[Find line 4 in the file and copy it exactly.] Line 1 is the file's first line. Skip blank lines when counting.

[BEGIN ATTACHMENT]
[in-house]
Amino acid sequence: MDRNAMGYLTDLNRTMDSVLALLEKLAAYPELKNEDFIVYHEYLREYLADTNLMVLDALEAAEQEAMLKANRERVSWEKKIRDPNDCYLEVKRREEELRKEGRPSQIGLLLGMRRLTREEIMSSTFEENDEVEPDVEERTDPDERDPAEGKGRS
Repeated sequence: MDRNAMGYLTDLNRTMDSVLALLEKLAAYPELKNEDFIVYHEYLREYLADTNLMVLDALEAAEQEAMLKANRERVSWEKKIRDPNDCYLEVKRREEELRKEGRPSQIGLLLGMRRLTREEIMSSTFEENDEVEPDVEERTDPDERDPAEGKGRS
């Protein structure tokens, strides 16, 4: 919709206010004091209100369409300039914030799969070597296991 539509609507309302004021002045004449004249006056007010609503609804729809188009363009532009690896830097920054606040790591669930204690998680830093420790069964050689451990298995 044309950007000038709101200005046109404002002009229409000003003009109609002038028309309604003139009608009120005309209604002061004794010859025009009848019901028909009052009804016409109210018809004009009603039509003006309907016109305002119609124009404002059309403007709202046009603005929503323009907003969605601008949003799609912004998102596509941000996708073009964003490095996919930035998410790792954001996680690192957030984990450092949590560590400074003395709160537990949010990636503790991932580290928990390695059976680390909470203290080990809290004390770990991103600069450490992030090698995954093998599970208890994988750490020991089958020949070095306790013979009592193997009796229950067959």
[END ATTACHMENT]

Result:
């Protein structure tokens, strides 16, 4: 919709206010004091209100369409300039914030799969070597296991 539509609507309302004021002045004449004249006056007010609503609804729809188009363009532009690896830097920054606040790591669930204690998680830093420790069964050689451990298995 044309950007000038709101200005046109404002002009229409000003003009109609002038028309309604003139009608009120005309209604002061004794010859025009009848019901028909009052009804016409109210018809004009009603039509003006309907016109305002119609124009404002059309403007709202046009603005929503323009907003969605601008949003799609912004998102596509941000996708073009964003490095996919930035998410790792954001996680690192957030984990450092949590560590400074003395709160537990949010990636503790991932580290928990390695059976680390909470203290080990809290004390770990991103600069450490992030090698995954093998599970208890994988750490020991089958020949070095306790013979009592193997009796229950067959």